You know the Army is "BIG" on "Training, documented Training" Its CYA for them, not the biggest help to the soldiers.

 

Speaking as a 1SG, a 19yr old and a busa will get my immediate attention. We as a riding comunity owe it to these kids to try and help train them. Thats not saying that they will listen, but we need to try.

 

I think the MSF is a good start, a track day with "Good instruction" will help, but the bottom line and the hardest thing is teaching personal responsibility to these kids.

 

Alan

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I find that the more I ride on a track, the SLOWER I go on the street. I know that the street is a dangerous place and the chance to ride at my limits is only a track day away.

 

Perhaps providing these kids with a safe place to "race" or ride aggressively would help. If the installation has an open parking lot, a course can be set up very easily with cones. The tighter the course the better. That might also promote the riding of dual sport type motorcycles and not crotch rockets. Dual sports are much more linear in power delivery and less powerful to begin with.

 

I don't think you are going to stop these guys from going all out somewhere. The best you'll do is to provide a safe place for it.

 

Best of luck to you and the new motos. We need to keep these guys alive, both at war and back home. clap.gif

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Take a 19yr old that just came out of a war zone and try to convince him the "busa" he is about to get on is more dangerous than the war he just left is a tall order.

 

I couldn't agree more.

 

You know the Army is "BIG" on "Training, documented Training" Its CYA for them, not the biggest help to the soldiers.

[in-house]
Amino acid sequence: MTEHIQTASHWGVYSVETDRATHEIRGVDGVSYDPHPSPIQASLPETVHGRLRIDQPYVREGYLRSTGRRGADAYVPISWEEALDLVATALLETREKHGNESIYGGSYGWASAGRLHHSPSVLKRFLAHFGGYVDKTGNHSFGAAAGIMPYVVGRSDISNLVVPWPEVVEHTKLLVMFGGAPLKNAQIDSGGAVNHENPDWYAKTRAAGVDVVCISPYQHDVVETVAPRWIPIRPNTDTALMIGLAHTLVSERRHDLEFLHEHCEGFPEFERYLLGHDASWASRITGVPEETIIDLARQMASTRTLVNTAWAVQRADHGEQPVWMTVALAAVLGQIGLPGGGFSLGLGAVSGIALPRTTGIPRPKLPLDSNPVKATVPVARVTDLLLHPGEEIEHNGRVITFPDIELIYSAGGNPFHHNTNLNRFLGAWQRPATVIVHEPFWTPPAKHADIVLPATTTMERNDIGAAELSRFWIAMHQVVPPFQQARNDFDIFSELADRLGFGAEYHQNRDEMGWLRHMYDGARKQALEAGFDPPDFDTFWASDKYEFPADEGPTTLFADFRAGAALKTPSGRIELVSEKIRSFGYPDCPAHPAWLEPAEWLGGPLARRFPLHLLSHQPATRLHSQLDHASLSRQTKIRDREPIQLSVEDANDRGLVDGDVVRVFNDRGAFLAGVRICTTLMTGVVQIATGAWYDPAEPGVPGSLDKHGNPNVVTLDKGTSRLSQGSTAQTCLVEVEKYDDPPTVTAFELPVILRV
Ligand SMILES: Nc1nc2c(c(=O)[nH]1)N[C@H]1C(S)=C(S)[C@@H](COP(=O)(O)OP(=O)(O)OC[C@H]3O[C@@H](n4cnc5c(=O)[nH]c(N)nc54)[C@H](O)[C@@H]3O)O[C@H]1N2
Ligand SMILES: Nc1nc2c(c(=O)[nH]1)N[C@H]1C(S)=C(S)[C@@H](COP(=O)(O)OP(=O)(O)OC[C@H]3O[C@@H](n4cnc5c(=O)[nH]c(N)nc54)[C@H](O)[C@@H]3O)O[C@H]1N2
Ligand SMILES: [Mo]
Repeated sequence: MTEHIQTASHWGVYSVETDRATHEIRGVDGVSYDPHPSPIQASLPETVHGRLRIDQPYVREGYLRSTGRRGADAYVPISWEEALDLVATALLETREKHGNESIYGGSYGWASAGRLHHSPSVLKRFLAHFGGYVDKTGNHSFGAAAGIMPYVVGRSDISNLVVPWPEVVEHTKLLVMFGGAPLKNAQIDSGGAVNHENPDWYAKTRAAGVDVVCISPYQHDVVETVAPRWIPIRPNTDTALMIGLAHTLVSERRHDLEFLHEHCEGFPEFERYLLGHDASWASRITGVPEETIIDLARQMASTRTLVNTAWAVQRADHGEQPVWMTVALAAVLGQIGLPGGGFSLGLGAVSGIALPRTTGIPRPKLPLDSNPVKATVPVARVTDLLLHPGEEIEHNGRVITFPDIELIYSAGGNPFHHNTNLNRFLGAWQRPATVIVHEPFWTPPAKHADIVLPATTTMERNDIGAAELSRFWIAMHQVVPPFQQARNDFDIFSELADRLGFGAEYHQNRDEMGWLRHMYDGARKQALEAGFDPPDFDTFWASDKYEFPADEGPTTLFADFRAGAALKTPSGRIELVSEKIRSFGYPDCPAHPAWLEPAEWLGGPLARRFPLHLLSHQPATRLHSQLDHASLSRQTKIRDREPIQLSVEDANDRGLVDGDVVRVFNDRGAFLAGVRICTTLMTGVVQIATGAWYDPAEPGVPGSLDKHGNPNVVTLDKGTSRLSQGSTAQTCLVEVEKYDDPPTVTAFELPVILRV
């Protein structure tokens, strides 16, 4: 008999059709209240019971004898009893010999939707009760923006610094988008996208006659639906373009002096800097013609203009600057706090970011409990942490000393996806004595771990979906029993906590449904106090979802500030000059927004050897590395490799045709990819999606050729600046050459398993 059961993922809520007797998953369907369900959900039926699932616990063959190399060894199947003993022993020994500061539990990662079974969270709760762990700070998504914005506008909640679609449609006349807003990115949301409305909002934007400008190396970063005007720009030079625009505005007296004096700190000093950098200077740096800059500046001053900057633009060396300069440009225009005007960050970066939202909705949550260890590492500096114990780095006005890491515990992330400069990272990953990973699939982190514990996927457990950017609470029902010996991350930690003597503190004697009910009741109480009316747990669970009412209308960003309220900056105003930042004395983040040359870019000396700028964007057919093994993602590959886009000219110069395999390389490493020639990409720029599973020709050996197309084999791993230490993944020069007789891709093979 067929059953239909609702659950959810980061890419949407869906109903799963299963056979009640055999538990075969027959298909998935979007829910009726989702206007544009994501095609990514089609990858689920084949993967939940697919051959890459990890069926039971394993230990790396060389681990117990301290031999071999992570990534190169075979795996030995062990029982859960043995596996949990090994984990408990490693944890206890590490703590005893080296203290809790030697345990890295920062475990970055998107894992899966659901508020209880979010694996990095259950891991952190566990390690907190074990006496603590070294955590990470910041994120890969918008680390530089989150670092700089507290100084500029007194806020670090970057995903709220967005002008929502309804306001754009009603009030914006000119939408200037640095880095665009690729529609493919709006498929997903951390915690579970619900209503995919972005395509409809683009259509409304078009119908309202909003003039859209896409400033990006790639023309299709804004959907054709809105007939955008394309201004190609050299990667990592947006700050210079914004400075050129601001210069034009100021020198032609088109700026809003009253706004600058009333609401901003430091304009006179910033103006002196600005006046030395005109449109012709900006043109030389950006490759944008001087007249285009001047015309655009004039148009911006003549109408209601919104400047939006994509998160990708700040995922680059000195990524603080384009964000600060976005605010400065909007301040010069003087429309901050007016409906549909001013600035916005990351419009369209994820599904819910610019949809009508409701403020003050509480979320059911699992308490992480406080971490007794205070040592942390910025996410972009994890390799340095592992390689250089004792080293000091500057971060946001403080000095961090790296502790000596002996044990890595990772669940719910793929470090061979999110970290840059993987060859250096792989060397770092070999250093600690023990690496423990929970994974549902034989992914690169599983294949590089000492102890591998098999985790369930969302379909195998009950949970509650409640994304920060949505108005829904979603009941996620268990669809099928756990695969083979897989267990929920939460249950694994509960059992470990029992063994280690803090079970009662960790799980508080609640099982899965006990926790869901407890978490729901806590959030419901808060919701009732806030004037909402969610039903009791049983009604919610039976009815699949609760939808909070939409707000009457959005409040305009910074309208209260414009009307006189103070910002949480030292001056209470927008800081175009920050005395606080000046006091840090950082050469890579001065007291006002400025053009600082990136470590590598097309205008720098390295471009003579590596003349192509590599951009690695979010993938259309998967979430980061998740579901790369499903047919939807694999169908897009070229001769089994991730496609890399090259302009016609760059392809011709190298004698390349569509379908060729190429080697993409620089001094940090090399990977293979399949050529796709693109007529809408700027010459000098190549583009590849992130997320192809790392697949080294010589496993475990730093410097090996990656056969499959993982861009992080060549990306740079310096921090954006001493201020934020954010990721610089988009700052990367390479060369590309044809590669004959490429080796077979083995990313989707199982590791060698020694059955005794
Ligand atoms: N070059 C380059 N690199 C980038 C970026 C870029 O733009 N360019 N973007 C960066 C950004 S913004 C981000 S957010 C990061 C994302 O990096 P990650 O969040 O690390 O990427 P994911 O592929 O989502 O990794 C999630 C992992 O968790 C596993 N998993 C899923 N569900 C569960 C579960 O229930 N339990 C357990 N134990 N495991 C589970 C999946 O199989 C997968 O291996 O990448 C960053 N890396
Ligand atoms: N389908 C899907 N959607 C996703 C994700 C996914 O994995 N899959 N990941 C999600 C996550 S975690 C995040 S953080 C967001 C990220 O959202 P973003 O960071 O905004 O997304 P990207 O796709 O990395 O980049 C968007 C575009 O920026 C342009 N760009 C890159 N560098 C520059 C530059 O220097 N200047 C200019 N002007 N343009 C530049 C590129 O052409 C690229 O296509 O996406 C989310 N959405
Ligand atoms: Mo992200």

This is my problem with the current "program". Soldiers view it as punitive and legalistic, an environment more likely to produce rebellion and non-compliance than education or responsible riding.

 

Speaking as a 1SG, a 19yr old and a busa will get my immediate attention. We as a riding comunity owe it to these kids to try and help train them. Thats not saying that they will listen, but we need to try.

 

What do you think about a "bike day"? Not a safety day, but a voluntary fun oriented event with a responsible ride incorporated. Personally, I'm not much on group riding, but I also seldom turn down a chance to ride, hang out with riders, or talk about riding. Maybe this would be a good low threat forum to mentor some new young riders.

 

Perhaps providing these kids with a safe place to "race" or ride aggressively would help.

 

I think this is a good point. Maybe the track is the best place to demonstrate responsible riding AND replace some of the "taboo" with some humbling experience (and adrenaline of course).

 

So, is there a good track course near Savannah? grin.gif

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We get a lot of young military guys in the MSF course I teach. Most of them are on their way to get Ninjas, or Gixxers, or whatever. I always tell them, "Remember, Osama Bid Laden wants you dead. Don't do his job for him." That normally slows them down for five minutes or so.

 

There is a track called Roebling Road near Savannah. A guy named Frank Kinsey teaches a school there. It's a little pricy, but maybe you can get the Army to chip in for part of the cost.

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There is a track called Roebling Road near Savannah. A guy named Frank Kinsey teaches a school there. It's a little pricy, but maybe you can get the Army to chip in for part of the cost.

 

Thanks Jim. That's kind of what I had in mind. I see what you mean by pricey though. I'll see about a "group rate" and pitch the cost/benifit to my boss.

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Sid,

I work for the Army in the office responsible for the motorcycle safety policy. I always cringe when I hear about a MANDATORY refresher training conducted by someone who has been riding "since I was two years old" or someone who "races".confused.gif Oh well! Jennings GP is not far and is another option. http://www.jenningsgp.com/ I'm sure you know about the Army's Motorcycle Mentorship Program as well, if not shoot me a PM and I'll help you with the details.

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See if you can get somebody to loan you some FF helmets and jackets that have been crashed. Instructor at an advanced course I attended brought 3 in , set them down in front and it made quite an impression. Some of the 1/2 and no helmet folks were converted.